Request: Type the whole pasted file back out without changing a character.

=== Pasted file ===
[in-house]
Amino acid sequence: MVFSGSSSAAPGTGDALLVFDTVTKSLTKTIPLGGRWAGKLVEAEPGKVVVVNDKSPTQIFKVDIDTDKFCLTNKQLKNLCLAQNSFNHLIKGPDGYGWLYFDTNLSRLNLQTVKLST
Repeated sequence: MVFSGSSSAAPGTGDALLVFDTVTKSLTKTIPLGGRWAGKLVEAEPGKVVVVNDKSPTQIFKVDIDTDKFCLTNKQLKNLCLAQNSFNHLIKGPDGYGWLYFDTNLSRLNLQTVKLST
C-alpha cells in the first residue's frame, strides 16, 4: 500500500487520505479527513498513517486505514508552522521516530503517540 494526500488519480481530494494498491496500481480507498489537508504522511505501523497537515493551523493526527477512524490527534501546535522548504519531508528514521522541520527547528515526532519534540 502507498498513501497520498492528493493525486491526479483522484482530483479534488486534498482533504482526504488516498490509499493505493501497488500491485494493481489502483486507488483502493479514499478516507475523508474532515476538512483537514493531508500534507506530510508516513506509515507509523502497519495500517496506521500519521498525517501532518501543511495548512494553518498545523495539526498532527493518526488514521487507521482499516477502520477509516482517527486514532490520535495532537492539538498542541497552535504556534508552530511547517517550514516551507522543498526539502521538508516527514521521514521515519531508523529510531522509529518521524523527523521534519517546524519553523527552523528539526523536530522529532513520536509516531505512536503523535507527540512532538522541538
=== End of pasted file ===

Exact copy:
[in-house]
Amino acid sequence: MVFSGSSSAAPGTGDALLVFDTVTKSLTKTIPLGGRWAGKLVEAEPGKVVVVNDKSPTQIFKVDIDTDKFCLTNKQLKNLCLAQNSFNHLIKGPDGYGWLYFDTNLSRLNLQTVKLST
Repeated sequence: MVFSGSSSAAPGTGDALLVFDTVTKSLTKTIPLGGRWAGKLVEAEPGKVVVVNDKSPTQIFKVDIDTDKFCLTNKQLKNLCLAQNSFNHLIKGPDGYGWLYFDTNLSRLNLQTVKLST
C-alpha cells in the first residue's frame, strides 16, 4: 500500500487520505479527513498513517486505514508552522521516530503517540 494526500488519480481530494494498491496500481480507498489537508504522511505501523497537515493551523493526527477512524490527534501546535522548504519531508528514521522541520527547528515526532519534540 502507498498513501497520498492528493493525486491526479483522484482530483479534488486534498482533504482526504488516498490509499493505493501497488500491485494493481489502483486507488483502493479514499478516507475523508474532515476538512483537514493531508500534507506530510508516513506509515507509523502497519495500517496506521500519521498525517501532518501543511495548512494553518498545523495539526498532527493518526488514521487507521482499516477502520477509516482517527486514532490520535495532537492539538498542541497552535504556534508552530511547517517550514516551507522543498526539502521538508516527514521521514521515519531508523529510531522509529518521524523527523521534519517546524519553523527552523528539526523536530522529532513520536509516531505512536503523535507527540512532538522541538